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Mechanisms and Regulation of Ammonium Uptake in Higher Plants

  • Nicolaus von Wirén
  • Alain Gojon
  • Sylvain Chaillou
  • D. RaperJr
Chapter

Abstract

In soils, ammonium (NH4 +) mainly results from the mineralisation of organic matter and represents besides nitrate (NO3 ) the quantitatively most important source of nitrogen (N) for plant nutrition. In well-aerated agricultural soils, however, average annual NH4 + concentrations are often 10 to 1000 times lower than those of NO3 , rarely exceeding 50.µM (Marschner 1995). Despite these low concentrations in soils, NH4 + uptake by plant roots can proceed at very high rates, due to the presence of transport systems in the root plasma membrane with a particularly high substrate affinity. Indeed, NH4 + uptake is of major importance for N nutrition under numerous circumstances. On the one hand, NH4 + nutrition plays an essential role in waterlogged and acid soils, or in cold climates where nitrification is inhibited (Marschner 1995). On the other hand, under mixed N nutrition (NO3 plus NH4 +), NH4 + is often the preferential form of N taken up by the plant (Sasakawa and Yamamoto 1978; Gojon et al. 1986; Glass and Siddiqi 1995; Gazzarrini et al. 1999). NH4 + is also probably the main form of N exported from symbiotic N2-fixing microorganisms to their host plants, thereby making a major contribution to N nutrition in several plant families (Udvardi and Day 1997). In root nodules, NH4 + is transported across the symbiosome membrane which segregates the bacteroids from the plant cytosol (see Chap. 3). In this case, NH4 + concentrations in the plant cytosol can be about 50-fold lower than in the bacteroids (Streeter 1989), requiring low-affinity and high-capacity transport systems on the plant side, to ensure an efficient import of microbially fixed N (Tyerman et al. 1995).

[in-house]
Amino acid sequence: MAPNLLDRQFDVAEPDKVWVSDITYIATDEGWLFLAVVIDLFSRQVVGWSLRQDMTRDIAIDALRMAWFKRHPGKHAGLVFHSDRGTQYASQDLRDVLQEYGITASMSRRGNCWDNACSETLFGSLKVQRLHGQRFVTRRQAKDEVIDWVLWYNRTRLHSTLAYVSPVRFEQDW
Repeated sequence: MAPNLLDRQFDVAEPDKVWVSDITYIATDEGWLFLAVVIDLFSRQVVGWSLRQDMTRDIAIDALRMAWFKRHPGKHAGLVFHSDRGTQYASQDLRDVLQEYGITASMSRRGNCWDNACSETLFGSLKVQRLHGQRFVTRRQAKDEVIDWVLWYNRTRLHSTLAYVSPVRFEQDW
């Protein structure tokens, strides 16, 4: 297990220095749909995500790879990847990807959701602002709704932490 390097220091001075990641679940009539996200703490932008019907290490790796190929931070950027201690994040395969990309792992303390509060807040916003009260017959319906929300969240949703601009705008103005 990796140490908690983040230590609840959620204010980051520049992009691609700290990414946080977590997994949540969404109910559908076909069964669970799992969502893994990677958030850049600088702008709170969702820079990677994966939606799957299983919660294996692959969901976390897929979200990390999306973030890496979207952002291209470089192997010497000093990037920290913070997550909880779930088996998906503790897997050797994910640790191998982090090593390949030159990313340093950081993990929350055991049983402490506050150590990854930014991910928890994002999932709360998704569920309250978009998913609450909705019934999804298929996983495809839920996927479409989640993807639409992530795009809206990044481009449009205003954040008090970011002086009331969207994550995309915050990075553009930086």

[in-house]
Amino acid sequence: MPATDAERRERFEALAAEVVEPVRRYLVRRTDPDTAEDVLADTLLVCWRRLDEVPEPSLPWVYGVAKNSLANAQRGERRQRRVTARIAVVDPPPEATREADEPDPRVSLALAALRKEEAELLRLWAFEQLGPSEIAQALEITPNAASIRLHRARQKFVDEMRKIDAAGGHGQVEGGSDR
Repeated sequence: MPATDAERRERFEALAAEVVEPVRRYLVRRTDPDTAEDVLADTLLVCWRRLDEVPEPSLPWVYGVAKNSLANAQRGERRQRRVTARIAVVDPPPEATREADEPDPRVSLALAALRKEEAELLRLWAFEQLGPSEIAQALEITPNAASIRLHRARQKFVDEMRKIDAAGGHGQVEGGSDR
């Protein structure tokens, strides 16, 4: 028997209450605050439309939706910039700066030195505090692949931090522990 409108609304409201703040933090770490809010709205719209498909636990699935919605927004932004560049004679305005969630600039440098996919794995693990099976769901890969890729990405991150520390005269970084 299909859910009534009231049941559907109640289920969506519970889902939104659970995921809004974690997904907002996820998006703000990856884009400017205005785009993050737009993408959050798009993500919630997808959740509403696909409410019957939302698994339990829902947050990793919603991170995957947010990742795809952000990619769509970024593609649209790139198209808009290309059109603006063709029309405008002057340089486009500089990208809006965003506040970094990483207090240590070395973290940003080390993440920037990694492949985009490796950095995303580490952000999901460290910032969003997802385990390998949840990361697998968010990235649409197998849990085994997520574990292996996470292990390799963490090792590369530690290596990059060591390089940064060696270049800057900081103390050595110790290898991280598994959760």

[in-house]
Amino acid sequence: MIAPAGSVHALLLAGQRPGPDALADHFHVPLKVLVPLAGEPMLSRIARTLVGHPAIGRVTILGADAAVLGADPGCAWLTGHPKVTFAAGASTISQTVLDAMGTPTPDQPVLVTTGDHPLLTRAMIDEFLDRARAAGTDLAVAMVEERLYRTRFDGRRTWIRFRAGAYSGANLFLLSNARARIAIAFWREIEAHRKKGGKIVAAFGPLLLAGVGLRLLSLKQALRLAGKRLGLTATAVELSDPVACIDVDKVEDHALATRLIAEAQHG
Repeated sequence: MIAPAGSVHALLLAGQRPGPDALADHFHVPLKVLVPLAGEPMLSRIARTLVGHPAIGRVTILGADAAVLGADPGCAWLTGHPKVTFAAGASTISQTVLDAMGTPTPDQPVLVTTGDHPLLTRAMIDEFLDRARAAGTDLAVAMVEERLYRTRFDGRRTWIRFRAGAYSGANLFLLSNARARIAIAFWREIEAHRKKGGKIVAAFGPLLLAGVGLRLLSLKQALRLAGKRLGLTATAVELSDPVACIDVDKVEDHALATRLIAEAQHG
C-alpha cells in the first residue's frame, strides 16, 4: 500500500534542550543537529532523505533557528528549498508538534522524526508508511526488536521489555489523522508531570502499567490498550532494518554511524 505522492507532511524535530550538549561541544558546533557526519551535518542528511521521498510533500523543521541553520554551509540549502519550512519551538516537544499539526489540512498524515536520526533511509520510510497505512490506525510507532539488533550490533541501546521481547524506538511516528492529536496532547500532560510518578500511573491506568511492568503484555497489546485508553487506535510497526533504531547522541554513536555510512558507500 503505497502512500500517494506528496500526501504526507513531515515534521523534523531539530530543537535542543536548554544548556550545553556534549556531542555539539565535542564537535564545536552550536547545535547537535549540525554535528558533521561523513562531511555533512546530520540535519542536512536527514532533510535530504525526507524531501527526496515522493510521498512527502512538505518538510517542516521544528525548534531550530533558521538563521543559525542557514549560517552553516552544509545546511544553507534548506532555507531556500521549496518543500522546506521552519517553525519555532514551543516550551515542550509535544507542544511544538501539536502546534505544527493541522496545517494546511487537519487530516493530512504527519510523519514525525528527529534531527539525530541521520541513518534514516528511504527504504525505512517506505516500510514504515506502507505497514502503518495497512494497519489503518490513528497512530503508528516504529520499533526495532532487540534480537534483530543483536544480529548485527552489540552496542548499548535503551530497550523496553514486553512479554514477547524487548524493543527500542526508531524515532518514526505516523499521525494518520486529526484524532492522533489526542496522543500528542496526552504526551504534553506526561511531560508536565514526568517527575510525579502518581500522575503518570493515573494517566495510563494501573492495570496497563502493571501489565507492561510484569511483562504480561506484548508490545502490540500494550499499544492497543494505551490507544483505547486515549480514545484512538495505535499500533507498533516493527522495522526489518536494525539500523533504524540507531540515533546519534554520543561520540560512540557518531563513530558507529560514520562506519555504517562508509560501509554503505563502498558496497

Keywords

Glutamine Synthetase Ammonium Uptake Plant Nitrogen Ammonium Transporter High Substrate Affinity 
These keywords were added by machine and not by the authors. This process is experimental and the keywords may be updated as the learning algorithm improves.

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Copyright information

© Springer-Verlag Berlin Heidelberg 2001

Authors and Affiliations

  • Nicolaus von Wirén
    • 1
  • Alain Gojon
    • 2
  • Sylvain Chaillou
    • 3
  • D. RaperJr
    • 4
  1. 1.Zentrum für Molekularbiologie der PflanzenUniversität TübingenTübingenGermany
  2. 2.Biochimie et Physiologie Moléculaire des PlantesENSAM/INRA/UM2/CNRSMontpellier cedexFrance
  3. 3.Laboratoire de la Nutrition Azotée des PlantesINRAVersailles cedexFrance
  4. 4.Soil Science DepartmentNCSURaleighUSA

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